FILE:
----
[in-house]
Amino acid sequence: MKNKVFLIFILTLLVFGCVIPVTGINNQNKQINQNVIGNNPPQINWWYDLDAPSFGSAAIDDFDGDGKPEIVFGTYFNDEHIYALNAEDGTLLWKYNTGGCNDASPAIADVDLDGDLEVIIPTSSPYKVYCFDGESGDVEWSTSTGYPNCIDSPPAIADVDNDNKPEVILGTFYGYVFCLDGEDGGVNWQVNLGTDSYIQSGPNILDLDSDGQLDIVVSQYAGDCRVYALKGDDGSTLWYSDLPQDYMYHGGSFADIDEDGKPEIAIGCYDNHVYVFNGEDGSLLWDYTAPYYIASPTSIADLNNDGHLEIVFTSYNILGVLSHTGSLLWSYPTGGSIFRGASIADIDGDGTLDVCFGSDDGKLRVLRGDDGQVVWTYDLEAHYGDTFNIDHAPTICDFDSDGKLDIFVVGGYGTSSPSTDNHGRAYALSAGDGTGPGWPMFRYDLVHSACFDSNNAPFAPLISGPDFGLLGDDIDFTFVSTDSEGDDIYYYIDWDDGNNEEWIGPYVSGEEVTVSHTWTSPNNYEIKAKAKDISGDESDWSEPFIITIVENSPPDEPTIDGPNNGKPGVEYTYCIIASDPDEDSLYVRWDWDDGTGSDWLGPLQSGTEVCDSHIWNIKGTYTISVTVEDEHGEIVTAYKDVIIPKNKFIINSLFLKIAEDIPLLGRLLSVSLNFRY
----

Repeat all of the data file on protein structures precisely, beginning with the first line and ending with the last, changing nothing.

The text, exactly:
[in-house]
Amino acid sequence: MKNKVFLIFILTLLVFGCVIPVTGINNQNKQINQNVIGNNPPQINWWYDLDAPSFGSAAIDDFDGDGKPEIVFGTYFNDEHIYALNAEDGTLLWKYNTGGCNDASPAIADVDLDGDLEVIIPTSSPYKVYCFDGESGDVEWSTSTGYPNCIDSPPAIADVDNDNKPEVILGTFYGYVFCLDGEDGGVNWQVNLGTDSYIQSGPNILDLDSDGQLDIVVSQYAGDCRVYALKGDDGSTLWYSDLPQDYMYHGGSFADIDEDGKPEIAIGCYDNHVYVFNGEDGSLLWDYTAPYYIASPTSIADLNNDGHLEIVFTSYNILGVLSHTGSLLWSYPTGGSIFRGASIADIDGDGTLDVCFGSDDGKLRVLRGDDGQVVWTYDLEAHYGDTFNIDHAPTICDFDSDGKLDIFVVGGYGTSSPSTDNHGRAYALSAGDGTGPGWPMFRYDLVHSACFDSNNAPFAPLISGPDFGLLGDDIDFTFVSTDSEGDDIYYYIDWDDGNNEEWIGPYVSGEEVTVSHTWTSPNNYEIKAKAKDISGDESDWSEPFIITIVENSPPDEPTIDGPNNGKPGVEYTYCIIASDPDEDSLYVRWDWDDGTGSDWLGPLQSGTEVCDSHIWNIKGTYTISVTVEDEHGEIVTAYKDVIIPKNKFIINSLFLKIAEDIPLLGRLLSVSLNFRY